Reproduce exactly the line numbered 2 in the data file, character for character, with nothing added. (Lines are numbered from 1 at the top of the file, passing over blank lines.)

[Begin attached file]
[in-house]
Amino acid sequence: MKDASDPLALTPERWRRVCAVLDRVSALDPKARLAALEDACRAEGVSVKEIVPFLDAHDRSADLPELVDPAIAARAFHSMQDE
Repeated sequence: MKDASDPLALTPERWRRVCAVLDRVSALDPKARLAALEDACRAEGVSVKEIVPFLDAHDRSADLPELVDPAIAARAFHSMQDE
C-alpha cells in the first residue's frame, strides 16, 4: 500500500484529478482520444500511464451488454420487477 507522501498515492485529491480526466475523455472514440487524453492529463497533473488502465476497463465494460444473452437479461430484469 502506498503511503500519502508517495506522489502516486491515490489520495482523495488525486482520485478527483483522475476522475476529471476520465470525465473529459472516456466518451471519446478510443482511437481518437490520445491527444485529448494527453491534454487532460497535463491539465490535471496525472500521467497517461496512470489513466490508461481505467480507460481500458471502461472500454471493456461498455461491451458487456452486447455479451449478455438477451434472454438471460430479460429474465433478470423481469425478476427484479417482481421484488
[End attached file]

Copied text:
Amino acid sequence: MKDASDPLALTPERWRRVCAVLDRVSALDPKARLAALEDACRAEGVSVKEIVPFLDAHDRSADLPELVDPAIAARAFHSMQDE